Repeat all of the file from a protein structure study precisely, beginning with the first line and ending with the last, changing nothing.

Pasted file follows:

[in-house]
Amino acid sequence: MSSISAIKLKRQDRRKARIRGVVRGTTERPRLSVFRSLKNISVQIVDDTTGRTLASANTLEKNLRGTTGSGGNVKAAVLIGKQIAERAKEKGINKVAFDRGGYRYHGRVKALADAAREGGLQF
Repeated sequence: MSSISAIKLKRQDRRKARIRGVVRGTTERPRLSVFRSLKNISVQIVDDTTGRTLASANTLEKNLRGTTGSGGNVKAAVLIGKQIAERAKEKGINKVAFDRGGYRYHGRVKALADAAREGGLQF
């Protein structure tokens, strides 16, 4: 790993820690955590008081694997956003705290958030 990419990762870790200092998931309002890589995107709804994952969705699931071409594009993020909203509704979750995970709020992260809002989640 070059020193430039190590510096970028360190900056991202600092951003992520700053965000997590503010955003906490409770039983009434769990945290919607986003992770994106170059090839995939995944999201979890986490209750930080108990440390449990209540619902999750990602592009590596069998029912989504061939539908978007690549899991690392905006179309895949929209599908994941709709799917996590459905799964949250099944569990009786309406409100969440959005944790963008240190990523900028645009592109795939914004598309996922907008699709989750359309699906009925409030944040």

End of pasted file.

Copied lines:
[in-house]
Amino acid sequence: MSSISAIKLKRQDRRKARIRGVVRGTTERPRLSVFRSLKNISVQIVDDTTGRTLASANTLEKNLRGTTGSGGNVKAAVLIGKQIAERAKEKGINKVAFDRGGYRYHGRVKALADAAREGGLQF
Repeated sequence: MSSISAIKLKRQDRRKARIRGVVRGTTERPRLSVFRSLKNISVQIVDDTTGRTLASANTLEKNLRGTTGSGGNVKAAVLIGKQIAERAKEKGINKVAFDRGGYRYHGRVKALADAAREGGLQF
């Protein structure tokens, strides 16, 4: 790993820690955590008081694997956003705290958030 990419990762870790200092998931309002890589995107709804994952969705699931071409594009993020909203509704979750995970709020992260809002989640 070059020193430039190590510096970028360190900056991202600092951003992520700053965000997590503010955003906490409770039983009434769990945290919607986003992770994106170059090839995939995944999201979890986490209750930080108990440390449990209540619902999750990602592009590596069998029912989504061939539908978007690549899991690392905006179309895949929209599908994941709709799917996590459905799964949250099944569990009786309406409100969440959005944790963008240190990523900028645009592109795939914004598309996922907008699709989750359309699906009925409030944040």